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Chinese Opera

Posted by lydiachen001 March 12, 2009 in the Group General Discussion.

The Chinese opera is a traditional form of stage entertainment, weaving together elements of mime, dance, song, dialogue, swordplay, and acrobatics into one fluid continuous flow. Gestures, movements and expressions incorporated within each performer's script come together to bring forth an impressive performance. In contrast to Western stage entertainment, which is subdivided into different categories such as opera, drama and sketches, Chinese opera has remained faithful to its original format over the centuries.

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    By doing away with three-dimensional stage props and complicated backdrops found in Western opera, Chinese opera conveys the idea of time and space to the audience through the acting of performers. This simple and flexible technique is called "imagined time and space" in Chinese operatic terminology. The acting, however, is not mere imitation of movements in daily life. Instead, it has been perfected to bring out just their essentials, making them highly-stylize and rhythmic dancing movements. Such acting is described in Chinese stage language as "stylized formula". In addition, Chinese opera has specific costumes, facial make-ups, musical motifs and recitations to represent each character in the series of characters known as Xingtous. All this, plus imagined time and space and stylized acting, has enabled the story to rise above real life and create a strong dramatic atmosphere with distinct operatic effects.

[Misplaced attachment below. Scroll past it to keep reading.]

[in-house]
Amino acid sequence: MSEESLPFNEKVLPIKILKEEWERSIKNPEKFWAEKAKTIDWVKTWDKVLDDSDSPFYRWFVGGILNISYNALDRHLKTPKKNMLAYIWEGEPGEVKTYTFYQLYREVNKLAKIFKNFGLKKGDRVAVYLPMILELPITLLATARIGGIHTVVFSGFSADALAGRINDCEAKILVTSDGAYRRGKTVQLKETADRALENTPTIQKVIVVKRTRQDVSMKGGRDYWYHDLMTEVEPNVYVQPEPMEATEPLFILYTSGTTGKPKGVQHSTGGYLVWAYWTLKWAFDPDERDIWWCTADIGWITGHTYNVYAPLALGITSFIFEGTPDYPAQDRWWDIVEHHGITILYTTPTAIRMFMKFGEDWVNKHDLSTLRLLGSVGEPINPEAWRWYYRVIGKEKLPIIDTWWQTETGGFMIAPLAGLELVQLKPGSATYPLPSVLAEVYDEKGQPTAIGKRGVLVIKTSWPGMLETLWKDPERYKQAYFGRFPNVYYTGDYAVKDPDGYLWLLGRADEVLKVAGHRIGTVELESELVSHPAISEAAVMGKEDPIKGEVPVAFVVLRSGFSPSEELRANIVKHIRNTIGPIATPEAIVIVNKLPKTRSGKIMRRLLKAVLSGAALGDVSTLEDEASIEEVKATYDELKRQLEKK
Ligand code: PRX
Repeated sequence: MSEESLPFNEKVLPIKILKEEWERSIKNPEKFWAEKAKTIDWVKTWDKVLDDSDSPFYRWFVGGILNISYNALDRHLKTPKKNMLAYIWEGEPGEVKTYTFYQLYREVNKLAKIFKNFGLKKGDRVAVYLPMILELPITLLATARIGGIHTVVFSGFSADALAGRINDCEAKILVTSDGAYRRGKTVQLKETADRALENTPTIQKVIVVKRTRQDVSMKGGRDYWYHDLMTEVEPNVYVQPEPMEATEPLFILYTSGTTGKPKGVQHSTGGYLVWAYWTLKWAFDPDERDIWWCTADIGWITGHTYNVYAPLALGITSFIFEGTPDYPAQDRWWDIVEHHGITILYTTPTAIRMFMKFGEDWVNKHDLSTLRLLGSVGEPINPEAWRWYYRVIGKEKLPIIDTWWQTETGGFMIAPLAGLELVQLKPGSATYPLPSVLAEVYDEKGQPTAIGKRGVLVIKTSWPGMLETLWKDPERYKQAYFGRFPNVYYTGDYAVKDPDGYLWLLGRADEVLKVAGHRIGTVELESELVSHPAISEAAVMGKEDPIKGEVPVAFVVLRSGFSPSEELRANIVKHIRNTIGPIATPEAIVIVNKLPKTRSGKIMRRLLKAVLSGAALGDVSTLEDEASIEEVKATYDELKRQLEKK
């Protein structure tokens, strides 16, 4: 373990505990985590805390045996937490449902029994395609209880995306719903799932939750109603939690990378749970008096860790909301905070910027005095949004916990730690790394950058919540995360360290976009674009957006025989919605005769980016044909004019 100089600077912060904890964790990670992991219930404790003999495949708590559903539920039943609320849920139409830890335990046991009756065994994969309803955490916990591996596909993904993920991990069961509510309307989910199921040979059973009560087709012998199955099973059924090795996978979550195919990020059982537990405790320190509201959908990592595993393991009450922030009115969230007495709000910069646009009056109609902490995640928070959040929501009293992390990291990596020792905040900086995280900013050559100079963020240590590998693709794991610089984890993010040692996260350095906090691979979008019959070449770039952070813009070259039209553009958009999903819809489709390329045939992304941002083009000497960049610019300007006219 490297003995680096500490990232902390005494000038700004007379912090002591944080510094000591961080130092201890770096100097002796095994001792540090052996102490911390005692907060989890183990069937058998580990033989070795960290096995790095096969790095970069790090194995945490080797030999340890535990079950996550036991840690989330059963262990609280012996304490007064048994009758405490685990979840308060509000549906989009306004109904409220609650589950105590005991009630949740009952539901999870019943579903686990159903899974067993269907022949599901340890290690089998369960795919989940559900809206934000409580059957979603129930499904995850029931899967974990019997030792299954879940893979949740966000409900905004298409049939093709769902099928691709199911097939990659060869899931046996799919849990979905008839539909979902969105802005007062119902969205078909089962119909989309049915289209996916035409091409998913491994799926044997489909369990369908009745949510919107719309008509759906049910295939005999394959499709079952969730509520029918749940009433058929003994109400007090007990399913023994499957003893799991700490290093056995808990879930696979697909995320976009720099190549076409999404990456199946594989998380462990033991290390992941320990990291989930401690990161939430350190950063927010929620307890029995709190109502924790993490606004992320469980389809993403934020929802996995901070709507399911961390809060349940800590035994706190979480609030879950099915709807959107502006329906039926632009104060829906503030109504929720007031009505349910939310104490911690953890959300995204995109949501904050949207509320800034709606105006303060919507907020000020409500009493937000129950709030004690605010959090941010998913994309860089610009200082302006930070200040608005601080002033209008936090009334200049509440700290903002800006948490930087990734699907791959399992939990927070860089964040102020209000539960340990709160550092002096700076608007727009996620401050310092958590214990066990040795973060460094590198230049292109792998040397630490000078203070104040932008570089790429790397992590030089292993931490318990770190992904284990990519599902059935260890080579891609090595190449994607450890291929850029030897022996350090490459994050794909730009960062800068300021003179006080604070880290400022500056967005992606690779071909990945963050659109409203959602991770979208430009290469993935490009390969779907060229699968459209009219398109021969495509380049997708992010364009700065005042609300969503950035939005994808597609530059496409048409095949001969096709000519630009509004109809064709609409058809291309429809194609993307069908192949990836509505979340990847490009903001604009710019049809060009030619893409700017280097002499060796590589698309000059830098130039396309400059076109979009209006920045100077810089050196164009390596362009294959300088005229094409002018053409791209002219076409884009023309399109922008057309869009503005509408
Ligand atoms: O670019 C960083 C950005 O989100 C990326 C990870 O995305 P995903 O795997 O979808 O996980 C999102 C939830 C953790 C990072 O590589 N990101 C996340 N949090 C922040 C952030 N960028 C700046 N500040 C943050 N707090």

Western ears do not readily appreciate this art, for Chinese opera often seems shrilly and 'noisy'. Shrill voices pierce the air, accompanied by loud gongs, crashing cymbals, pounding drums and droning stringed instruments. The music is not intended to be melodic, as in the West, but rather used as punctuation to the performance. Chinese opera is an art of the people - enjoyed and appreciated by all across the social spectrum. In a real sense it is a folk art, comparable in many ways with the Chinese Circus. Although the music of Chinese opera may seem very alien, the stories told are very familiar to those accustomed to Western opera: heroes battle overwhelmingly powerful foes, good versus evil, and lovers seek escape from domineering and disapproving parents.

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